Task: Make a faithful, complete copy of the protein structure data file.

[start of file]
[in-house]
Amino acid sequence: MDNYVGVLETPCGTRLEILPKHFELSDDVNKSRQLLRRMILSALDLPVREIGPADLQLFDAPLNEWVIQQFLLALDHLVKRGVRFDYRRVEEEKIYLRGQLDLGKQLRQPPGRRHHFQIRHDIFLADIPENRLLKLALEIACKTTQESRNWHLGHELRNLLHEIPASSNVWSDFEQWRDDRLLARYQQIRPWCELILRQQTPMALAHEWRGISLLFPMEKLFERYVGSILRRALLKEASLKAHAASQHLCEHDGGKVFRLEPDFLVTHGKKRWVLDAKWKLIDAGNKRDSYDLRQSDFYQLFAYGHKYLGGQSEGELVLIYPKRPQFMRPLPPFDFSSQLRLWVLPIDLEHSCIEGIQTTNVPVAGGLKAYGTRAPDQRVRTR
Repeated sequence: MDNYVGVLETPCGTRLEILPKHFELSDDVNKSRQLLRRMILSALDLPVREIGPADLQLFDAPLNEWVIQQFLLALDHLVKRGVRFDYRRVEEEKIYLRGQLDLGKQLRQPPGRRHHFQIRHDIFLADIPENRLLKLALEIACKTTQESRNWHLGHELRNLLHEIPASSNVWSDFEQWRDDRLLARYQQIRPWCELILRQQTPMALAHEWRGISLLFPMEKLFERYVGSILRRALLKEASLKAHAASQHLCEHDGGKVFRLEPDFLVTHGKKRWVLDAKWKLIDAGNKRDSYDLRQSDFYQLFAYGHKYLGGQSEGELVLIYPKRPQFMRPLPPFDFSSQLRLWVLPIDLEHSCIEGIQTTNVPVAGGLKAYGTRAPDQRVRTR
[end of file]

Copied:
[in-house]
Amino acid sequence: MDNYVGVLETPCGTRLEILPKHFELSDDVNKSRQLLRRMILSALDLPVREIGPADLQLFDAPLNEWVIQQFLLALDHLVKRGVRFDYRRVEEEKIYLRGQLDLGKQLRQPPGRRHHFQIRHDIFLADIPENRLLKLALEIACKTTQESRNWHLGHELRNLLHEIPASSNVWSDFEQWRDDRLLARYQQIRPWCELILRQQTPMALAHEWRGISLLFPMEKLFERYVGSILRRALLKEASLKAHAASQHLCEHDGGKVFRLEPDFLVTHGKKRWVLDAKWKLIDAGNKRDSYDLRQSDFYQLFAYGHKYLGGQSEGELVLIYPKRPQFMRPLPPFDFSSQLRLWVLPIDLEHSCIEGIQTTNVPVAGGLKAYGTRAPDQRVRTR
Repeated sequence: MDNYVGVLETPCGTRLEILPKHFELSDDVNKSRQLLRRMILSALDLPVREIGPADLQLFDAPLNEWVIQQFLLALDHLVKRGVRFDYRRVEEEKIYLRGQLDLGKQLRQPPGRRHHFQIRHDIFLADIPENRLLKLALEIACKTTQESRNWHLGHELRNLLHEIPASSNVWSDFEQWRDDRLLARYQQIRPWCELILRQQTPMALAHEWRGISLLFPMEKLFERYVGSILRRALLKEASLKAHAASQHLCEHDGGKVFRLEPDFLVTHGKKRWVLDAKWKLIDAGNKRDSYDLRQSDFYQLFAYGHKYLGGQSEGELVLIYPKRPQFMRPLPPFDFSSQLRLWVLPIDLEHSCIEGIQTTNVPVAGGLKAYGTRAPDQRVRTR